Cirque du Soleil’s Amaluna has opened in San Francisco, near Oracle Park; it’s a show directed by Diane Paulus – who is the Artistic Director of the American Repertory Theater at Harvard, and in 2013 won a Tony award for the Broadway revival of Pippin.

There’s more information about the show, which runs through January 12th at the Cirque du Soleil website.

One of the things Paulus brought into the production was more of a dramatic narrative than past Cirque du Soleil performances have had. “Coming from a background of theater and opera,” she says, “what I wanted to bring to Cirque was a level of story and emotion to the project. It is Cirque, and it is acrobatics, and the thrills and chills are what a lot of people come out for. But I think what makes Amaluna different is there’s a storyline hidden in the show.” It was meant to be an homage to women, and so there are more female performers to male than usual. Characters are based on Greek godesses (Demeter, Persephone) and storylines borrowed from Mozart’s Magic Flute and Shakespeare’s The Tempest (with the young Miranda, but also a Queen Prospera instead of Prospero).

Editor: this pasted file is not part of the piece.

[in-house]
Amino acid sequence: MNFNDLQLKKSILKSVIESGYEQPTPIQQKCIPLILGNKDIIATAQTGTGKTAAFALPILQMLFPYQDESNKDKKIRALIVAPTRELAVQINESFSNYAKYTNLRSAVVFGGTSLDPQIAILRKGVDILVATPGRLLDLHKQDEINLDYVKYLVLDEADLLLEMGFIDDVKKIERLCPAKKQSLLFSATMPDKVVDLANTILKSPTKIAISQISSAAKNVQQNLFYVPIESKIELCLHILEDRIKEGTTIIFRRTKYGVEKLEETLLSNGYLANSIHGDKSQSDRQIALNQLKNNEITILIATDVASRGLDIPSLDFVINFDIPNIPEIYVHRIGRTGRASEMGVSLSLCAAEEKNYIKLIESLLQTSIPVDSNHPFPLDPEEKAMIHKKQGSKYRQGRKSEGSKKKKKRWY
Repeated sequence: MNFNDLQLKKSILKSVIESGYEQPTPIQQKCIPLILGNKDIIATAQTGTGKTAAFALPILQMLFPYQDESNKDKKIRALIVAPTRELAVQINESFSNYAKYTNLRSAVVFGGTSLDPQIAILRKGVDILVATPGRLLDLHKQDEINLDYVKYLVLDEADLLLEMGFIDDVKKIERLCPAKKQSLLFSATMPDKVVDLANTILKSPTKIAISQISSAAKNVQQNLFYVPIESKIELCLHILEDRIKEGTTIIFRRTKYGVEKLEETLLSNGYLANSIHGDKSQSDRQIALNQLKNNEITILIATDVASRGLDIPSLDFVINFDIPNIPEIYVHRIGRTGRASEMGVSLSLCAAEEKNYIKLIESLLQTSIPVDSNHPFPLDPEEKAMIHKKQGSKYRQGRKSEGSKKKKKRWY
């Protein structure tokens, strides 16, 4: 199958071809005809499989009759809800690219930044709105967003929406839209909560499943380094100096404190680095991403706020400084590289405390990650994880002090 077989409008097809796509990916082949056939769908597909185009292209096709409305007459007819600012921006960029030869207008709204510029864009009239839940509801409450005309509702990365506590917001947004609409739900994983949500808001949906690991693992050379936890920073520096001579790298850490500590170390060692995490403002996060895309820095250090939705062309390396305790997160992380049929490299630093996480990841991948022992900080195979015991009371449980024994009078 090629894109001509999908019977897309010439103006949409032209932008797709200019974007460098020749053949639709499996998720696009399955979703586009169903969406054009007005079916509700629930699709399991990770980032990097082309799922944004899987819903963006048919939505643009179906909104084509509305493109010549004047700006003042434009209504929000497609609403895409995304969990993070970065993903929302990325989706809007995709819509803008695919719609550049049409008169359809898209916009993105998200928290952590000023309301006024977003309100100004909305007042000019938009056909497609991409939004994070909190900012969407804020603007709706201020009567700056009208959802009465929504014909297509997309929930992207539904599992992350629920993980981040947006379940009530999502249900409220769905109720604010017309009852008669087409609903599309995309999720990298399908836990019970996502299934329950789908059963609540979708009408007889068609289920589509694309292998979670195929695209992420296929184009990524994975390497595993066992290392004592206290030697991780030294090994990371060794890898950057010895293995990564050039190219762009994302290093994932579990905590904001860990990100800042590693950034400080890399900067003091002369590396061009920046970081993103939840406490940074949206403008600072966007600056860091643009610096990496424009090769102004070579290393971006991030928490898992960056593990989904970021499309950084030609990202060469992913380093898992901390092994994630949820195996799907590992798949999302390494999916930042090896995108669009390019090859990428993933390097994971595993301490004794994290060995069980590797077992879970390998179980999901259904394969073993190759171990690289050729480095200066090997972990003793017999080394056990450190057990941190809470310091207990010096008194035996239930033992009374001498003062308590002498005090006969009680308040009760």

As she’s been adding drama to the acrobatics, Diane Paulus says, she’s had to get used to a different kind of rehearsal. “The artists in Amaluna are the top athletes in their field. So it almost feels like working in the Olympics here. As a director of theater, I had to really respect their craft and their training. What was really different for me is they can’t do all the tricks repeatedly. You’re not in a rehearsal saying ‘Can you do that again?'”

 

 

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